It became clear this coach has an agenda with my daughter, or is taking out an agenda with me on my daughter. Either Ms. Hinson did not understand the cause of success in game one, or she was more focused on sending a message than putting the team in a position to win.
My daughter was instrumental in shutting down Mount Pleasant’s post players and this enabled two of her teammates to generate offense by stealing passes on the perimeter. In effect, that was pretty much the only offense this team was able to generate all season.
If you’ve ever seen a game in which coaching was the reason a team lost, this was it.
That’s not how Ms. Hinson saw it, apparently. After the game she unleashed a verbal tirade on the team. The main point being how “pathetic” they were.
To further the abuse Ms. Hinson pulled aside the team’s top player and chastised her to the point of tears. This is a young lady that has carried this team all season; tough as nails, I didn’t think it possible to make her cry.
My daughter told me what happened and suggested she (the young teen player) could use a few uplifting words. That opportunity didn’t present itself in person so I made this post on her Facebook wall:
Head up ****. I don’t know what your coach said to you tonight, but tonight was on her – not you, not your teammates. I wish you all the best with what remains of the season. You girls should be proud of what you’ve accomplished this year.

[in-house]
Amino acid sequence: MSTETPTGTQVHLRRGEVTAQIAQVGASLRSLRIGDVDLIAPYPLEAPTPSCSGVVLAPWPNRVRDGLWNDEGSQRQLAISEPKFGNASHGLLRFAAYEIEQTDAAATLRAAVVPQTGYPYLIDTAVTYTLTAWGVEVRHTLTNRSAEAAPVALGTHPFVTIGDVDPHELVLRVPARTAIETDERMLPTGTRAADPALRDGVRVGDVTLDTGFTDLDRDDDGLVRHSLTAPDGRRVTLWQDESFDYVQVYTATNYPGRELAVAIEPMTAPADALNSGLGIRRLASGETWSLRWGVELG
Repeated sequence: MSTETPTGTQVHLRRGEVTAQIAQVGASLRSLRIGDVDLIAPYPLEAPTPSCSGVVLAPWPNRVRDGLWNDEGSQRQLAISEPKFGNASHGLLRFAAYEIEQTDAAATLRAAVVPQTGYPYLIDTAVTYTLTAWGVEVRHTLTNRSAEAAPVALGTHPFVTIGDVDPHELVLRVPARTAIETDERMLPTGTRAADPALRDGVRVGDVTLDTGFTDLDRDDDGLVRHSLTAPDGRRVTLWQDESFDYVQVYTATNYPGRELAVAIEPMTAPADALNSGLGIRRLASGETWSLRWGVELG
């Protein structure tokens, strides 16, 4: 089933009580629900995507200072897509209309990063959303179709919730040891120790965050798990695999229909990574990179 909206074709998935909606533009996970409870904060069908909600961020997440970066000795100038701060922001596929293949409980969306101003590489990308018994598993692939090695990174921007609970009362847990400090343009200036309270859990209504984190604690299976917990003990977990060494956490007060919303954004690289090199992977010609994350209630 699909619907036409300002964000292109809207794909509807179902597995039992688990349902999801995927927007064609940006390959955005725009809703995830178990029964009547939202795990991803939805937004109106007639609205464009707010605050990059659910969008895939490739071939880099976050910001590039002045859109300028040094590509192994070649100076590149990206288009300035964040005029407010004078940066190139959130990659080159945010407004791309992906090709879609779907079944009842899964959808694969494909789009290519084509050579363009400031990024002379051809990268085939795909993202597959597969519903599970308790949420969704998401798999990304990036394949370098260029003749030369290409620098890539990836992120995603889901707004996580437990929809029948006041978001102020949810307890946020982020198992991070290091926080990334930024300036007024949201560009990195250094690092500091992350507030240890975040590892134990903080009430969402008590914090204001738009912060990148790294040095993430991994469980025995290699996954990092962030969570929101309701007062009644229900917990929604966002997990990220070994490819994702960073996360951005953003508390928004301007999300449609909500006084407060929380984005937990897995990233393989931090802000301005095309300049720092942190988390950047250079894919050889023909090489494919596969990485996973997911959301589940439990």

She “liked” the comment as did a number of her teammates and parents. I stand behind the veracity of the statement.
Apparently Ms. Hinson didn’t appreciate this, so she went to school administrators who attempted to phone me about it. This post was made on Thursday evening, November 19th and at practice on November 20th the girls team was warned against “making fun of” players or coaches via social media.
This post I made was the cause of this warning. And the girls were punished by running the entire hour of practice.
To be clear the post wasn’t about the coach. The post was about lifting the spirits of a child who’d been grossly demoralized and verbally abused.
It gets worse from here. This was Rachel’s final game (11/19) and practice (11/20). Our phone was unplugged this day (11/20). The following day we moved (11/21). For Rachel, season over and on to Thanksgiving break we went.